Now I’m ready to dive deeper and really hit that inner nerve of geekdom. Ouch! Will somebody please explain to me why geeks love role-playing games?! What is it with Dungeons and Dragons, anyway? Is it a safe way to delve into your own soul (dungeon) and face your inner shadow (dragon) in the company of friends? Is this a vast, endless metaphorical Jungian soul journey for modern people who don’t fight battles in the real world? I find it curious in the same way I find collaborative classes curious. Geeks seem to enjoy a sense of community in which they’re earning degrees together and building story worlds together. Why is this? Do they secretly yearn for the competition? Do they secretly yearn for a world of knowledge that is surprising–random, even, but in the context of familiarity?

If you’re a geek, I’d like some answers to my questions. Don’t worry. I won’t try to join you. You were a geek before geek was cool, and I’m just an observer of culture. Preferably, I’d like answers from both male and female geeks. If enough people respond, I’ll write a second post with compiled answers.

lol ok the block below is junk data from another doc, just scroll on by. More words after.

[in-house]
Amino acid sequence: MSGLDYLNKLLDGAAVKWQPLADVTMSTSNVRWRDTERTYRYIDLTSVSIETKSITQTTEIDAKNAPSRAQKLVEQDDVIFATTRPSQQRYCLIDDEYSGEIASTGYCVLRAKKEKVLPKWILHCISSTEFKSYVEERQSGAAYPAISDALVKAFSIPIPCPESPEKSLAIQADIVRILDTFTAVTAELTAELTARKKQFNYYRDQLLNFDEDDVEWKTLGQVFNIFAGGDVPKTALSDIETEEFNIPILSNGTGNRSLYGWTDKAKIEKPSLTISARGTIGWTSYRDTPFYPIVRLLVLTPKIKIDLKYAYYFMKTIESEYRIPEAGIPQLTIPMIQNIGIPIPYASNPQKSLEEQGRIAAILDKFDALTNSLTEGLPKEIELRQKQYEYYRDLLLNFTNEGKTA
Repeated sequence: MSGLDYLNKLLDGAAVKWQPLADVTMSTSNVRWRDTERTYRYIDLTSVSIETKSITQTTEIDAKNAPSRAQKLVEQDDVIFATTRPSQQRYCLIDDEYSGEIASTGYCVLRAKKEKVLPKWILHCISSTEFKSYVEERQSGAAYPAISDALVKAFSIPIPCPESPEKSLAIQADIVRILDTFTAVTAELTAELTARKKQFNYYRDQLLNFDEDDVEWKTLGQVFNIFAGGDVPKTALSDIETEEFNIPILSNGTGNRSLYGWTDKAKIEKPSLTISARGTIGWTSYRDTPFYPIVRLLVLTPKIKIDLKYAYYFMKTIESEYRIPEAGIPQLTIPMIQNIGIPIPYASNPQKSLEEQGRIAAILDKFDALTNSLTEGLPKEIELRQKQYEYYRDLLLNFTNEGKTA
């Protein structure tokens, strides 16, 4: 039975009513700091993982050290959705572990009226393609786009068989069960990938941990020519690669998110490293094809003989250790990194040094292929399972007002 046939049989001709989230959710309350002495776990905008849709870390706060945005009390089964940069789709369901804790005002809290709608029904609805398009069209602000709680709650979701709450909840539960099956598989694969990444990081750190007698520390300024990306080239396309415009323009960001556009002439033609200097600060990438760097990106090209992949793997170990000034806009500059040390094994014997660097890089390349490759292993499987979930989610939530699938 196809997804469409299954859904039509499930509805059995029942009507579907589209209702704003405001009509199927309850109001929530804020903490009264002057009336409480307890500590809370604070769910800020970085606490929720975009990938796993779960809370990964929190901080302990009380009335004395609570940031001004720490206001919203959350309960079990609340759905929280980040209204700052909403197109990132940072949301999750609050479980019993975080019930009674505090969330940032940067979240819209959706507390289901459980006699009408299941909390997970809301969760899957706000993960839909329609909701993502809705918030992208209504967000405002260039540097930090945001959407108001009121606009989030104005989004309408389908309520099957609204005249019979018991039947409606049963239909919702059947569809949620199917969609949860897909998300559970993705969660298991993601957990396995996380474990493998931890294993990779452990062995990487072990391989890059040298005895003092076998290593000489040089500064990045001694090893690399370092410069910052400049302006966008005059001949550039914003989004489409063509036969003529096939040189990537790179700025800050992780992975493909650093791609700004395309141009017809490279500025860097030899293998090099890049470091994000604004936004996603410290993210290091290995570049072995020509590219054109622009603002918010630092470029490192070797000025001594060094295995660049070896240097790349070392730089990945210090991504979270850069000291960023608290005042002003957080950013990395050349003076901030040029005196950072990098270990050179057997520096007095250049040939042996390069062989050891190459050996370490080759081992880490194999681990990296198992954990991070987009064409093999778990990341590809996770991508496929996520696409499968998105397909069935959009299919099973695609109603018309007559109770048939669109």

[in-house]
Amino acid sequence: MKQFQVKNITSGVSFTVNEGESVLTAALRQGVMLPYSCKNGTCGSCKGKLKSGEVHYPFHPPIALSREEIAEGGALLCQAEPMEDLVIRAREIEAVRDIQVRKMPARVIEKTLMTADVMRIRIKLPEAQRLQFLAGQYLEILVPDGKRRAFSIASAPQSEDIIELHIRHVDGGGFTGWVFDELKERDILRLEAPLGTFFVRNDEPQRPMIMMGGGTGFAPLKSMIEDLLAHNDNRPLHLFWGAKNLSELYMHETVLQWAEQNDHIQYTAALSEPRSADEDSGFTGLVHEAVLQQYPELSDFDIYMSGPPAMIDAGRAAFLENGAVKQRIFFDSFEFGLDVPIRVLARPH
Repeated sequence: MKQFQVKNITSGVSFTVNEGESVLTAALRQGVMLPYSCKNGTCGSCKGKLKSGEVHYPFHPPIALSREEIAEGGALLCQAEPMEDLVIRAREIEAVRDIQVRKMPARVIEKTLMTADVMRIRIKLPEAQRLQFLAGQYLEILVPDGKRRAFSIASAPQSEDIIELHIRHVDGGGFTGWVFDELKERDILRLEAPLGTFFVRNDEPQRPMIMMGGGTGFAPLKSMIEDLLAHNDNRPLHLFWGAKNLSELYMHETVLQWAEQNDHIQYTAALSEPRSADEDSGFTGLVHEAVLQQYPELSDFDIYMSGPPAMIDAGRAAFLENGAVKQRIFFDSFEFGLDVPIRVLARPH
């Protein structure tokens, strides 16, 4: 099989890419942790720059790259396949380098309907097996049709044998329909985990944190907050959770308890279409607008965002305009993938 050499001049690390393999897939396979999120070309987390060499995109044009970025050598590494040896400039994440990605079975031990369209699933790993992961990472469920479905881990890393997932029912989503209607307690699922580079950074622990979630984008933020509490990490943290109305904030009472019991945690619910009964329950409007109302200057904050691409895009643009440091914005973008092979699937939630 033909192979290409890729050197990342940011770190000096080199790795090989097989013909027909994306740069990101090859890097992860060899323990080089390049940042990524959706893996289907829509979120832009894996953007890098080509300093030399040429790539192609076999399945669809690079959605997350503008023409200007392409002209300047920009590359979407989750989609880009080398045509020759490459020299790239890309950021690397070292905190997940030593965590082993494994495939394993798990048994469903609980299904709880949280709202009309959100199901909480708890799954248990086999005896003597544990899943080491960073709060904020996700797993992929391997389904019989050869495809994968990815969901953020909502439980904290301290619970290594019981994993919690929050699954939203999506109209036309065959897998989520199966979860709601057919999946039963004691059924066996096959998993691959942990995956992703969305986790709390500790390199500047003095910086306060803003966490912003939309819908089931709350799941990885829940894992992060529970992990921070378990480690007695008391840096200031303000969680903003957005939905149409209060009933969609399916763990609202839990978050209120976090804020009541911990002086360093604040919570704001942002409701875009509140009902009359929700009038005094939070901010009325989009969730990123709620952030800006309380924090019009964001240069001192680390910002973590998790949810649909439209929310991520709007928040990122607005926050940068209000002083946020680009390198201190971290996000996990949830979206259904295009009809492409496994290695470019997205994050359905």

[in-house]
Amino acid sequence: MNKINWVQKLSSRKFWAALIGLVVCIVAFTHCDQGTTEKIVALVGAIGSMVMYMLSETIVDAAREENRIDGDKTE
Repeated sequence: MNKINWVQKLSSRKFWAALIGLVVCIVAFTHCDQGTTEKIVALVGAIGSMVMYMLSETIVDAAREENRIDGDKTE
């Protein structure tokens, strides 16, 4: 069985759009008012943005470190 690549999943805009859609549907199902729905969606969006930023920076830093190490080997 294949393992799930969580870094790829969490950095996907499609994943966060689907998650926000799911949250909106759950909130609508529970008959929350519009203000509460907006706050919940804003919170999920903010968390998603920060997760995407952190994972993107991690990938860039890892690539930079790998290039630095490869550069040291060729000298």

p.s. If it appears I’m poking fun at you, it’s only gentle fun at people who once upon a time didn’t accept me in their ranks. I’ve cried tears over you! Real tears!

p.p.s That last post script was a joke.

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18 comments

  1. It’s as simple and uncomplicated as we geeks like to play. You did play when you were young? We just never dropped the affinity. You are way overthinking this.
    And, by the way, Babylon 5 is lots better than both Star Wars (though we have to give credit for The Hero’s Journey) and Star Trek (which gave us a certain type of hope during a certain type of worry the US was going through then).